The older the person, the more experienced he/she is. But that is not always necessarily true with wisdom. But it all cases, age definitely affects a person moral maturity. Several studies indicated that there is no relationship between age and ethics. But most of the studies stated that older individual tend to be more ethical than younger ones. (Mujtaba and Afza, 2011) Therefore the study of this area will focus on the following hypothesis: H1: Bahrainis that are 25 years old and above will consider ethics in making a decision more than those are younger (24 years and less).

Education and Ethics The majority of studies stated that there is a strong relation between the level of education and ethics. Well, the more educated a person is, the more knowledgeable he is regarding business ethics and making an ethical decision-making. But this is not always the case. (Mujtaba and Afza, 2011) Based on Bahrain citizen people, I would like to place the following hypothesis: H2: Bahrainis holding higher-level degrees (Masters, PHD) are more ethical than those holding undergrad, high school degrees and those are with no degrees.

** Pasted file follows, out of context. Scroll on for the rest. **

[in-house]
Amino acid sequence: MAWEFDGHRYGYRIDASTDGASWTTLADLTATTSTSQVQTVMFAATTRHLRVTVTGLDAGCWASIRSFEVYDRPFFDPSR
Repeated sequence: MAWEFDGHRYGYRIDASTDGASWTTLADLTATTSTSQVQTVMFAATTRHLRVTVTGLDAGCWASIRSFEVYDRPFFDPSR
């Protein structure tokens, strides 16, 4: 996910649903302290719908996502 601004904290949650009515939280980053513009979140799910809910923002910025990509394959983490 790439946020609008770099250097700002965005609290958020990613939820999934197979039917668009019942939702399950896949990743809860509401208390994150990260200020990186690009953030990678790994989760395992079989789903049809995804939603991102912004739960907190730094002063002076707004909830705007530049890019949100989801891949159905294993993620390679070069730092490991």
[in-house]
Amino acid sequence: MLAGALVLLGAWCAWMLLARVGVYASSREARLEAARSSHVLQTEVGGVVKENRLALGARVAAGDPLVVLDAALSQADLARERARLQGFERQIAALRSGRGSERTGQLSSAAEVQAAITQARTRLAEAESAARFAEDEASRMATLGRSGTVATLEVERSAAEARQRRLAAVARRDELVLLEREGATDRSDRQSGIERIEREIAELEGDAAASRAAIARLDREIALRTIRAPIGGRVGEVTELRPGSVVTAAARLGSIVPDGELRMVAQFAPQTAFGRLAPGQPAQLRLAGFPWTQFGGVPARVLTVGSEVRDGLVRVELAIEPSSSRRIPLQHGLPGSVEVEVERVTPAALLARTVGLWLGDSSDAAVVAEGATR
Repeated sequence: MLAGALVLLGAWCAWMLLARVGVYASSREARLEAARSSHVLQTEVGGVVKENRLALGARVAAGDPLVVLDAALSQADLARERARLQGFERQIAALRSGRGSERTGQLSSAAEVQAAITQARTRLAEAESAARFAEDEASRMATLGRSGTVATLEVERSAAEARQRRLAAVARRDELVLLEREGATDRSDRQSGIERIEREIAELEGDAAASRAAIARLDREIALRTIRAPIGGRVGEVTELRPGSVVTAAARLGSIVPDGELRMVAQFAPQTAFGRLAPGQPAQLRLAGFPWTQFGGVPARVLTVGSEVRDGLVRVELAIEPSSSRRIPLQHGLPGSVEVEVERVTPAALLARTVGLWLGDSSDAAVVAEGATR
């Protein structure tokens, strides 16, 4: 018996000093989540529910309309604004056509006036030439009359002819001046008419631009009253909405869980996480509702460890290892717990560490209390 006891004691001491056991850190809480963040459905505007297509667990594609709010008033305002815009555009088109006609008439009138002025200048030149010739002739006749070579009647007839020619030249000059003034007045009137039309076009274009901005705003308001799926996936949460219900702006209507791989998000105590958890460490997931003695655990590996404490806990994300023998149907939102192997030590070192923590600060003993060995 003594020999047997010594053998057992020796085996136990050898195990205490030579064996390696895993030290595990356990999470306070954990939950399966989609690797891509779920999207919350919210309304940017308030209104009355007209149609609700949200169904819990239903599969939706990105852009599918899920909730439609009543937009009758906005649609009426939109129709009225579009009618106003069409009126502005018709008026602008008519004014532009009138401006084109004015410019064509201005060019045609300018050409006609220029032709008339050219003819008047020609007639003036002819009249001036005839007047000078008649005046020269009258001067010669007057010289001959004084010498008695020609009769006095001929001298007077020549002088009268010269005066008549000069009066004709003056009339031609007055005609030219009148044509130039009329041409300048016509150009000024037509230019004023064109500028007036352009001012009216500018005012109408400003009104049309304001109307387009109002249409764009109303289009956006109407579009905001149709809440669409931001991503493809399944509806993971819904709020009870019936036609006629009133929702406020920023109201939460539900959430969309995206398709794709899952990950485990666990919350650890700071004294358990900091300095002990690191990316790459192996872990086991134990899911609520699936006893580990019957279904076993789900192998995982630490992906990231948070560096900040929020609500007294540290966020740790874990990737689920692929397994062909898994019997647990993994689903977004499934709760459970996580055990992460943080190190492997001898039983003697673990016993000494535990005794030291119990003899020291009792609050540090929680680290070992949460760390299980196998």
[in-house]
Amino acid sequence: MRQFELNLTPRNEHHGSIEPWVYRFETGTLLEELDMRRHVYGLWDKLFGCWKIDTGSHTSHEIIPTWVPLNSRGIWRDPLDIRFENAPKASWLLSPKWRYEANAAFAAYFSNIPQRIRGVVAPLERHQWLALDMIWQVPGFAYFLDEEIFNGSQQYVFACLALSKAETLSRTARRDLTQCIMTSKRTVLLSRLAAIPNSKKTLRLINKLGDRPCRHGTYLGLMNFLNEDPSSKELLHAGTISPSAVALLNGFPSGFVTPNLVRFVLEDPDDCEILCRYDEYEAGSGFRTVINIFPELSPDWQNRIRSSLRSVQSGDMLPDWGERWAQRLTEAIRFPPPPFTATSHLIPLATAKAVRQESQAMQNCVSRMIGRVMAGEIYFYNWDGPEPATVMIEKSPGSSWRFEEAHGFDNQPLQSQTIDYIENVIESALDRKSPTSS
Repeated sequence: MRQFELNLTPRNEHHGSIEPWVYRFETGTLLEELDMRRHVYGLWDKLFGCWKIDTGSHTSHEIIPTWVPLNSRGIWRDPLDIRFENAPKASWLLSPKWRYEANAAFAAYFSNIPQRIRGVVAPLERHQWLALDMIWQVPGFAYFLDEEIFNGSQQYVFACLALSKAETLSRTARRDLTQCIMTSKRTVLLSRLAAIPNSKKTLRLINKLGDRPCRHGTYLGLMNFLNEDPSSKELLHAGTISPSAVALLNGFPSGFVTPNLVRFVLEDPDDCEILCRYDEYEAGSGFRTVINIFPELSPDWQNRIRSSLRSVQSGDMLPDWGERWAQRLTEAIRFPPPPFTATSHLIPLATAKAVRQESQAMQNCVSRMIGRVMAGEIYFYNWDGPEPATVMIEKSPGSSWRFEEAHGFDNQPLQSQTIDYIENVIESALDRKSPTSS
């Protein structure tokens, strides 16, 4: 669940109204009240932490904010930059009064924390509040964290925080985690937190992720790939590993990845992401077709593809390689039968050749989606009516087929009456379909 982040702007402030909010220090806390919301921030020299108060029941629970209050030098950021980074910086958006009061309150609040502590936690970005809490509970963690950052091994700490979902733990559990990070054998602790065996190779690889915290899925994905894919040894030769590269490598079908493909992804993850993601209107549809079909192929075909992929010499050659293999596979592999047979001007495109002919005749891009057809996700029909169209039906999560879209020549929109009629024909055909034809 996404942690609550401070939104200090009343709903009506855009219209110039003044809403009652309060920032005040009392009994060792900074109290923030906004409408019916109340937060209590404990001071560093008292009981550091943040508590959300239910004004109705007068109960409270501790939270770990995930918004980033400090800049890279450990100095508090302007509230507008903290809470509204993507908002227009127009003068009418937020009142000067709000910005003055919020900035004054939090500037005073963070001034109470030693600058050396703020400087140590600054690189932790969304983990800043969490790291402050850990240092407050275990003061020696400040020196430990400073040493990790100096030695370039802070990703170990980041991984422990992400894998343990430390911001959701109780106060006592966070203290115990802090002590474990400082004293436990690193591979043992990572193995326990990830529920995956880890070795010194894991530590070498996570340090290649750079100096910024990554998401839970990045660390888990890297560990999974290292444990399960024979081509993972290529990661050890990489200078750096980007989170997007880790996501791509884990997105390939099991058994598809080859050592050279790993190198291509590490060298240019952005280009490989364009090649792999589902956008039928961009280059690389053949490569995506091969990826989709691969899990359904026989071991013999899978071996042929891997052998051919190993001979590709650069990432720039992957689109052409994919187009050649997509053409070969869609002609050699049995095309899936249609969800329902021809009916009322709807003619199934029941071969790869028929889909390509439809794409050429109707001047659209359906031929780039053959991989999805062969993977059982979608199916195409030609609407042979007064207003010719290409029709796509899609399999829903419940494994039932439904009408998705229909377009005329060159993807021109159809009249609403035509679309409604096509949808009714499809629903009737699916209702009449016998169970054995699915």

Gender and Ethics A few studies have reported findings of “no difference” regarding the ethics of males and females. For example, Sikula and Costa (1994) and McCuddy and Peery (1996) reported no relationship between gender and ethics. Interestingly, Cole and Smith (1996, p. 889) found that of the business students they surveyed, “male students were more accepting of questionable ethical responses and saw less difference between typical and ethical responses than did the female students… ” Well, that result was in USA.

But in Bahrain, I assume the result will be different. H3 Female employees have a higher level of ethicality than do male employees. Government experience and Ethics Sometimes employees in public sectors tend to not act ethically and do not provide good services to the customer. We have this in Bahrain. Therefore, the following hypothesis would mostly represent this situation in Bahrain: H4 Individuals working in a private sectors have higher level ethicality than those working in governmental sectors. Religion and Ethics